The original plan was to get her stage 1 Norwood, but she was too sick. They said if the Norwood was performed she would not live. They then came up with a plan, to get her through to the next stage 2, the Glenn. They would perform the Hybrid (place bands around pulmonary arteries, to lessen flow to lungs) and place a stent in her PDA by Dr. Giroud. This would mean she would not have to go on the heart lung machine, but this would still be an open heart surgery. Her kidneys were still too sick for the bypass machine. So the plan was set, now we would wait and wait.
On November 8, 2005 Sophie was finally having her Hybrid. We were so anxious, as we had waited for some time. We were also scared to pieces. We were told it was a 50-50 chance she would survive this operation. She was then in surgery for about 4-6 hrs. Dr. Giroud had placed the stent and Dr. Jacobs had placed the bands. It was successful! We were all so very happy and grateful! Now we were on to the next step, getting her of the dialysis. That day she came out of surgery her kidneys started working. We were all amazed! Sophie was still on the ventilator for some time. That was another step in recovery, from being on the vent so long her lungs did take a hit and she was dependent on the vent for a while. We eventually got her off the vent and we were able to go home on Dec. 21, 2005. The doctors had all discussed her staying until next surgery or letting us go home. We were sent home, YEAH!!
Of course, Sophie went home on 13 medicines and she had a G-tube placed since she would not eat by mouth. Getting home was the best feeling in the world, having our family together again. Not living at the Ronald McDonald anymore and having normalcy. The Ronald McDonald is a blessing that we were fortunate to have access to while in St. Petersburg. At home Sophie started gaining weight and we started therapies and just waited on her next surgery. She had saturation's that were always lower, so we knew it would be pretty quick for next surgery.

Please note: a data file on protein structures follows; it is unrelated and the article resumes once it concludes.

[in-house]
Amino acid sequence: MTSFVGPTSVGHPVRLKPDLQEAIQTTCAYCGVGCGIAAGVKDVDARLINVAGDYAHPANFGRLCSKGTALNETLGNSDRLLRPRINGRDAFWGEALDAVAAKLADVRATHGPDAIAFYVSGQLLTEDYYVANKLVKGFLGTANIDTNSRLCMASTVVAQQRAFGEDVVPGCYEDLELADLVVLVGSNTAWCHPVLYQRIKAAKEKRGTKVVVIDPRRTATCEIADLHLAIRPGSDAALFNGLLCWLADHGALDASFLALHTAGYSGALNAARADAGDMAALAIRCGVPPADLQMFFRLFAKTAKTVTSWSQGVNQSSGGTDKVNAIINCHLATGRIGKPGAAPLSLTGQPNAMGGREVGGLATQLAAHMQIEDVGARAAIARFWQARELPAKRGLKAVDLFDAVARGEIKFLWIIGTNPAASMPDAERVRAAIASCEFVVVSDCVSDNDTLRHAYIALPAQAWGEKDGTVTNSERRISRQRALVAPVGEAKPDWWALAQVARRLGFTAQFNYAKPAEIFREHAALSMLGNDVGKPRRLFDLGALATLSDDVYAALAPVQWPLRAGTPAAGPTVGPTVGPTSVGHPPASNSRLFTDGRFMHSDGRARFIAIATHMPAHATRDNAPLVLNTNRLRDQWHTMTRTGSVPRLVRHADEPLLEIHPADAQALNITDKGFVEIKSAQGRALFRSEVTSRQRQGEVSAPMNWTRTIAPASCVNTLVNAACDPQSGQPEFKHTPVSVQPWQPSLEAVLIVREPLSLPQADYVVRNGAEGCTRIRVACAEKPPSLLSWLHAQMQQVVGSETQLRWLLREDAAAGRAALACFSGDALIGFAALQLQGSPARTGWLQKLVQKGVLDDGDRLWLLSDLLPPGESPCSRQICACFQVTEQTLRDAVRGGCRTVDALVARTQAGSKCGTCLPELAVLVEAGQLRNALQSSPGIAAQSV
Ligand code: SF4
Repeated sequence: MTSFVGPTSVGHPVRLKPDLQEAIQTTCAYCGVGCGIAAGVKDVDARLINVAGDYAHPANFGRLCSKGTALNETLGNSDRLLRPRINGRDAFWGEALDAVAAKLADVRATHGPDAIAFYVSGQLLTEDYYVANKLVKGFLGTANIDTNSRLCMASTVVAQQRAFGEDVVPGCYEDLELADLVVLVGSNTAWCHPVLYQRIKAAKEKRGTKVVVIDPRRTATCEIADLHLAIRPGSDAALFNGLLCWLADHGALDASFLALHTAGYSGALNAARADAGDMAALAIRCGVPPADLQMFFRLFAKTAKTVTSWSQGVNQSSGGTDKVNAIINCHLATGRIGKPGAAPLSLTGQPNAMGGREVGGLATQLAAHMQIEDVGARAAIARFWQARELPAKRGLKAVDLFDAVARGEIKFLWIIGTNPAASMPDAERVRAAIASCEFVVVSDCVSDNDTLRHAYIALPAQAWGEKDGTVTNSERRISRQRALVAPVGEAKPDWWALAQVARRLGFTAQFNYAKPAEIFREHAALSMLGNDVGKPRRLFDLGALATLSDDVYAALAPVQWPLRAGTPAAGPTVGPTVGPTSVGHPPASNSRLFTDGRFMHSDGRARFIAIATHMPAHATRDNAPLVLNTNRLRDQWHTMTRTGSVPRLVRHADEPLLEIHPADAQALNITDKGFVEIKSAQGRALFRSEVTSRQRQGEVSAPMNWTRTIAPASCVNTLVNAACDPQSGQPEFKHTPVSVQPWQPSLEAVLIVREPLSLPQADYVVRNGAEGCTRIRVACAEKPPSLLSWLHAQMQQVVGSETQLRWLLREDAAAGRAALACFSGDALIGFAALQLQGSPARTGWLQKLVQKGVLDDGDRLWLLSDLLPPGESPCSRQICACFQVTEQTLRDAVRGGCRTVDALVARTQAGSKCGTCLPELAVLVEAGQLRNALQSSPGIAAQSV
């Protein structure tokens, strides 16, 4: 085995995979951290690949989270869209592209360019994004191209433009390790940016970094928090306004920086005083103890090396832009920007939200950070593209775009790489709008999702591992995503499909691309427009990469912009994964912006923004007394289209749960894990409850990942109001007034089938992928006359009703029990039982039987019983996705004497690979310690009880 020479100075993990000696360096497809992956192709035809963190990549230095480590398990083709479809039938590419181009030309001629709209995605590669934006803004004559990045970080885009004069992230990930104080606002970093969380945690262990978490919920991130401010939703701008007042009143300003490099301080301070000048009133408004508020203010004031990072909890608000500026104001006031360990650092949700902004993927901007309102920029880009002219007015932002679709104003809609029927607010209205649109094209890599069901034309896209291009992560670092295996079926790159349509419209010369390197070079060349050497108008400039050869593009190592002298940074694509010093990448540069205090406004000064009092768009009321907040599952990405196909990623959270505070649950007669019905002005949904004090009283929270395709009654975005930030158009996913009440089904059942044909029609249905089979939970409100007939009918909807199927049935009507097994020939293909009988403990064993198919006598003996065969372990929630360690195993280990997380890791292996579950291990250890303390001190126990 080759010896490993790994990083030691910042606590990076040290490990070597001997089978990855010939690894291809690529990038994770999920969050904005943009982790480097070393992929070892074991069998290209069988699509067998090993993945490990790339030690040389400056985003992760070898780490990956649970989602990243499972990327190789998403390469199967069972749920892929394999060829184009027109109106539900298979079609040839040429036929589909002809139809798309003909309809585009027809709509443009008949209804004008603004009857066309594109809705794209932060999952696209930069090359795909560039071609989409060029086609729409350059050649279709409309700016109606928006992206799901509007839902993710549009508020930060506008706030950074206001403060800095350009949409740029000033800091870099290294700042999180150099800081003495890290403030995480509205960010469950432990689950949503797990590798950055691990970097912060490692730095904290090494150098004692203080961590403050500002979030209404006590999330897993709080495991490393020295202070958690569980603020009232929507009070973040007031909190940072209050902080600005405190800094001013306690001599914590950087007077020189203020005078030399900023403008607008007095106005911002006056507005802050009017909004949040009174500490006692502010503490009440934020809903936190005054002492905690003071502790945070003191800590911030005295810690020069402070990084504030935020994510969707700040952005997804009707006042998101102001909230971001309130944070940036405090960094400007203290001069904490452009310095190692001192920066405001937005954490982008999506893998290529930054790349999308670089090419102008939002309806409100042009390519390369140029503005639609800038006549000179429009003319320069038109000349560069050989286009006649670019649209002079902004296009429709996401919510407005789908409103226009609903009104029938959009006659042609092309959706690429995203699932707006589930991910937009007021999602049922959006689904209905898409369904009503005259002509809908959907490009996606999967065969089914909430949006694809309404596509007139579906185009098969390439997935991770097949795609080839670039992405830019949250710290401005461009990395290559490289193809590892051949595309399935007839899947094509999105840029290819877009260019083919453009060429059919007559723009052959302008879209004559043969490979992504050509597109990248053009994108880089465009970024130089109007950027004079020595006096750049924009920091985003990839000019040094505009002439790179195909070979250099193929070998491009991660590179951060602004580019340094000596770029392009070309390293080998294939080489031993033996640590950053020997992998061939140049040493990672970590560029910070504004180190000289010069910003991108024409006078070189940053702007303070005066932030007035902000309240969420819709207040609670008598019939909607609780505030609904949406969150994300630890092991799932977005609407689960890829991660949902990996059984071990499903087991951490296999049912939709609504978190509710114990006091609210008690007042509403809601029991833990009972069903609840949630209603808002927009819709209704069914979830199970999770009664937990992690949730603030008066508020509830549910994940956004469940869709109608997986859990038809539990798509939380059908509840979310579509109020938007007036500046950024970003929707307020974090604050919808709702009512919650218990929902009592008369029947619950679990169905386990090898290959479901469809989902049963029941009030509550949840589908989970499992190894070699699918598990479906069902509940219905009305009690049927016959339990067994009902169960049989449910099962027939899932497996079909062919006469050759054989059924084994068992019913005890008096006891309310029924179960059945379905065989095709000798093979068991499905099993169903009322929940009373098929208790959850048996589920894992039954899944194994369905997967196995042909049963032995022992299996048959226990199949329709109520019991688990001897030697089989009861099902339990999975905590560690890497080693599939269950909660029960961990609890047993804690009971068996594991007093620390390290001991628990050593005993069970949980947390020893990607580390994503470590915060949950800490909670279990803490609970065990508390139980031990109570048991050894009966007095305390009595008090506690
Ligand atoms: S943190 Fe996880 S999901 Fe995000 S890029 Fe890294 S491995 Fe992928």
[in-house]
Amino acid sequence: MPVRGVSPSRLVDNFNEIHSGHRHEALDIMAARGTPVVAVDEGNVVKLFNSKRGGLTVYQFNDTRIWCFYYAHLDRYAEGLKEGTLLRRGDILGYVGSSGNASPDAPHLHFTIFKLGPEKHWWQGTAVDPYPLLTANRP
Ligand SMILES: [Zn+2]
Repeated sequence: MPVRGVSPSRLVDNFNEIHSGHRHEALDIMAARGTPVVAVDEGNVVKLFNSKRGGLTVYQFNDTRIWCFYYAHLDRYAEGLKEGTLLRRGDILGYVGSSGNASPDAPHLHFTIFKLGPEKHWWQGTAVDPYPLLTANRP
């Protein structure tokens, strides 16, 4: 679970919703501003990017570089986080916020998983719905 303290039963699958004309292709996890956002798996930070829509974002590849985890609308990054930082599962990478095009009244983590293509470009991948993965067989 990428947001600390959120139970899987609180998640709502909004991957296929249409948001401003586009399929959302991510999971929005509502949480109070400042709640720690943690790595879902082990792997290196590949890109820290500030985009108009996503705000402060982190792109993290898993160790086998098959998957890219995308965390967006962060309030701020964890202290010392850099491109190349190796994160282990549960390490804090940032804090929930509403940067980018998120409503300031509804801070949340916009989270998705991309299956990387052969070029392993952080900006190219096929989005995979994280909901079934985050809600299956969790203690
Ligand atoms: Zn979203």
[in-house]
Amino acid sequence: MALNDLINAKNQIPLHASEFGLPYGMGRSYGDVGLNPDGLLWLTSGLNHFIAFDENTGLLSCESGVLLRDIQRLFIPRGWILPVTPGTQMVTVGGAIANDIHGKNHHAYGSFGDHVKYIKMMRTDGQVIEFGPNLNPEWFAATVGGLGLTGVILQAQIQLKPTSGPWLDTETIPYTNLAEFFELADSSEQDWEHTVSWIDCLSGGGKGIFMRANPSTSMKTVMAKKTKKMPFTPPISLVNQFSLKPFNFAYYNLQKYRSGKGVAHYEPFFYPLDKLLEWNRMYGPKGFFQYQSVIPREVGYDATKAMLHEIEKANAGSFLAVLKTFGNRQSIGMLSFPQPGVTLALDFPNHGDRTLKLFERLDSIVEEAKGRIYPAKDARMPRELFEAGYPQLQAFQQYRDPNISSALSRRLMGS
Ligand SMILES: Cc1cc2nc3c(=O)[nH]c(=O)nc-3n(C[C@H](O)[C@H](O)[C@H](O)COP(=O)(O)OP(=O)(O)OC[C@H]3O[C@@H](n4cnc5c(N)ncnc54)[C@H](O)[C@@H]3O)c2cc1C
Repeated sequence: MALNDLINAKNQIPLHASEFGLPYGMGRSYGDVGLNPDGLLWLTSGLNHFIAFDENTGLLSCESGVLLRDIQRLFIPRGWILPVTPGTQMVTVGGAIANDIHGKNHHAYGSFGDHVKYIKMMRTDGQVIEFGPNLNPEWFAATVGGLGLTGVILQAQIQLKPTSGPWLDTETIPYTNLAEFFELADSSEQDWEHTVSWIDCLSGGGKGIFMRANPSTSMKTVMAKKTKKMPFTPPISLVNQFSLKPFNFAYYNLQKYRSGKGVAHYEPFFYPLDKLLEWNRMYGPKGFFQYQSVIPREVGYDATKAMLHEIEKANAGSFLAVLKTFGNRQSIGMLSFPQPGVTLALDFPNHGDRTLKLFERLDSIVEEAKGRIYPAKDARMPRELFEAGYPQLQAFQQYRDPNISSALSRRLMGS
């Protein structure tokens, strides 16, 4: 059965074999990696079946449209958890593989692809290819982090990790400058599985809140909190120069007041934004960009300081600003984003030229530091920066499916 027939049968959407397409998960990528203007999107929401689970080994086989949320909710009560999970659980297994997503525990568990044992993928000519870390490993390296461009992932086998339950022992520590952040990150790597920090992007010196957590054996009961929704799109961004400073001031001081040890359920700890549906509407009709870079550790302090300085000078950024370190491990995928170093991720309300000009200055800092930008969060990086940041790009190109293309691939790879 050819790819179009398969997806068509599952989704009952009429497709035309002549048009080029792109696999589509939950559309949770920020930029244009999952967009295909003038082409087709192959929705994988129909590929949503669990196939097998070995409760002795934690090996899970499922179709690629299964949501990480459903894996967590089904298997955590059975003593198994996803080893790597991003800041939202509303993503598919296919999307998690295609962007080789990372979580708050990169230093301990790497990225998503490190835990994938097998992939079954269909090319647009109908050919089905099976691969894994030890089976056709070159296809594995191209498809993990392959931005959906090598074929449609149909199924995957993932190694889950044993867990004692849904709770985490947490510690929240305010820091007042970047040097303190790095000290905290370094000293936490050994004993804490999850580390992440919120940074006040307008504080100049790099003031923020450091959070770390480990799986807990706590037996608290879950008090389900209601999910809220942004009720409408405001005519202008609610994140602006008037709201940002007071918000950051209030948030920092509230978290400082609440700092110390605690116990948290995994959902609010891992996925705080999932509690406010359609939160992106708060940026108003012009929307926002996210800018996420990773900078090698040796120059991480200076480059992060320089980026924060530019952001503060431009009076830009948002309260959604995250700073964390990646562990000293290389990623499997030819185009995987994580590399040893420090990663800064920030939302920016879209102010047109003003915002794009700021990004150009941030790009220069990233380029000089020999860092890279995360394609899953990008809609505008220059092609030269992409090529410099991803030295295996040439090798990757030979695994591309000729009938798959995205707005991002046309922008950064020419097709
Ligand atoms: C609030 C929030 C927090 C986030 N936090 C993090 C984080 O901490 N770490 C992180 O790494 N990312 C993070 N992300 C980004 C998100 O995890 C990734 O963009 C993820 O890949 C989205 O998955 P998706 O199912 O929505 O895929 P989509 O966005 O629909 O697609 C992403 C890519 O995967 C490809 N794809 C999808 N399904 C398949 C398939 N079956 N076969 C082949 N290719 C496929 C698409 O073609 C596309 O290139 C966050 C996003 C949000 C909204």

We went in on March 1, 2006 for her cath and had her Stage 2, Glenn and modified Norwood on March 3. Also, they had to take off her bands, and take out the stent from PDA. This surgery was also a bit more risky. She was in the operating room for 9-10 hrs. Dr. Jacobs came in and was clapping. He is a truly amazing surgeon. He told us everything went smoothly and was successful. He also told us that she would be out of hospital in 10 days.... This is Sophie we are talking about. We knew, no 10 days. I did have in my mind about 1 month. Things didn't work out that way; we were there for 2.5 months. She again had setbacks and with her chronic lung disease she was again hard to get off the ventilator and had clotted her left pulmonary artery. We found this in the cath lab. She was in the cath lab about 8 times and had another open heart surgery in April. Her left pulmonary artery was reconstructed.
They were happy about the surgery, but later we found that it was wide open but no blood flow was reaching the left lung. We had done lung profusion scans and now 16 cauterizations to see if the flow has come back. Last it was barely trickling to the left lung and her left top lung beds are not working at all. The doctors decided the best medicine for her, was to go home, hoping that the left lung would relax and that she would grow. Sophie just recently visited Boston one oof the top cardiac children's hospitals in the country. Sophie is still not an optimal candidate for her Stage 3 Fontan surgery. The Fontan is more accepting when you have two fully functioning lungs. We have researched the best options in care for Sophie over the past four years and now it is the time for her next surgery. Sophie's oxygen levels continue to drop, she's in the 60's-70's now and is easily fatigued. As parents we know we cannot wait any longer. The longer we wait, we increase the risk of organ failure or stroke. The cardiac surgeon in Boston has done nearly twenty surgeries similar to Sophie. Sophie will have a day of labs etc. in April and then followed by a cath to try one last time with interventions to increase the blood flow to the left lung. The cath will follow with the open heart surgery.
Update: Sophie's surgery on April 7, 2014 improved her left lung blood flow. We will know on June 26, 2015 exactly how much blood flow is flowing to the left lung. The Fontan (Heart surgery) will be on July 1, 2015.